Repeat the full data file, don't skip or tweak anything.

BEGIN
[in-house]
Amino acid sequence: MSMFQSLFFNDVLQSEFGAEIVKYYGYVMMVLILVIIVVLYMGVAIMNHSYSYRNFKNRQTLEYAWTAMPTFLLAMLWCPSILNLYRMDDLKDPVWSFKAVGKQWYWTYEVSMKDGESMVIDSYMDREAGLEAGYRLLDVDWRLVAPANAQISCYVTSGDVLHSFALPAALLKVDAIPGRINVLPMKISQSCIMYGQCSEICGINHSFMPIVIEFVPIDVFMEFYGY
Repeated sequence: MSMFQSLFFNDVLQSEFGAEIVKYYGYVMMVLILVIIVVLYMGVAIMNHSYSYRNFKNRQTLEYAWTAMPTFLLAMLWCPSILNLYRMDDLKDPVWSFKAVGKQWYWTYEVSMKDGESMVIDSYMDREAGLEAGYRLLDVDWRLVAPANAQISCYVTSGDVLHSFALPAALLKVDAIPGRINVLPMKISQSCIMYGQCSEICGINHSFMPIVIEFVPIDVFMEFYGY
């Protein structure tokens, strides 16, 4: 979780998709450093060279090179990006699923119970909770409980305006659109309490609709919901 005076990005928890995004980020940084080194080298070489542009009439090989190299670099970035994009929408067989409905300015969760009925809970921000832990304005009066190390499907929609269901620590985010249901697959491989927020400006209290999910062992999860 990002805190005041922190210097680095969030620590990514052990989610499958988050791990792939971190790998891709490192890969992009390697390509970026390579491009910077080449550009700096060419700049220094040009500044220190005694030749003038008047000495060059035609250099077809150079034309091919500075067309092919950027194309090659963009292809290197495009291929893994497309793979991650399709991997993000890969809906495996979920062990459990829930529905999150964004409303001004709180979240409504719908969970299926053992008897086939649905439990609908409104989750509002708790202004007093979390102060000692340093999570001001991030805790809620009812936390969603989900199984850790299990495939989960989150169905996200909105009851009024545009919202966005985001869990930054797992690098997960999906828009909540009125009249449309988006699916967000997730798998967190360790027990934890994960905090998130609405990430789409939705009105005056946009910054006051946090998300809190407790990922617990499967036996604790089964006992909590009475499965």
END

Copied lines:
[in-house]
Amino acid sequence: MSMFQSLFFNDVLQSEFGAEIVKYYGYVMMVLILVIIVVLYMGVAIMNHSYSYRNFKNRQTLEYAWTAMPTFLLAMLWCPSILNLYRMDDLKDPVWSFKAVGKQWYWTYEVSMKDGESMVIDSYMDREAGLEAGYRLLDVDWRLVAPANAQISCYVTSGDVLHSFALPAALLKVDAIPGRINVLPMKISQSCIMYGQCSEICGINHSFMPIVIEFVPIDVFMEFYGY
Repeated sequence: MSMFQSLFFNDVLQSEFGAEIVKYYGYVMMVLILVIIVVLYMGVAIMNHSYSYRNFKNRQTLEYAWTAMPTFLLAMLWCPSILNLYRMDDLKDPVWSFKAVGKQWYWTYEVSMKDGESMVIDSYMDREAGLEAGYRLLDVDWRLVAPANAQISCYVTSGDVLHSFALPAALLKVDAIPGRINVLPMKISQSCIMYGQCSEICGINHSFMPIVIEFVPIDVFMEFYGY
């Protein structure tokens, strides 16, 4: 979780998709450093060279090179990006699923119970909770409980305006659109309490609709919901 005076990005928890995004980020940084080194080298070489542009009439090989190299670099970035994009929408067989409905300015969760009925809970921000832990304005009066190390499907929609269901620590985010249901697959491989927020400006209290999910062992999860 990002805190005041922190210097680095969030620590990514052990989610499958988050791990792939971190790998891709490192890969992009390697390509970026390579491009910077080449550009700096060419700049220094040009500044220190005694030749003038008047000495060059035609250099077809150079034309091919500075067309092919950027194309090659963009292809290197495009291929893994497309793979991650399709991997993000890969809906495996979920062990459990829930529905999150964004409303001004709180979240409504719908969970299926053992008897086939649905439990609908409104989750509002708790202004007093979390102060000692340093999570001001991030805790809620009812936390969603989900199984850790299990495939989960989150169905996200909105009851009024545009919202966005985001869990930054797992690098997960999906828009909540009125009249449309988006699916967000997730798998967190360790027990934890994960905090998130609405990430789409939705009105005056946009910054006051946090998300809190407790990922617990499967036996604790089964006992909590009475499965």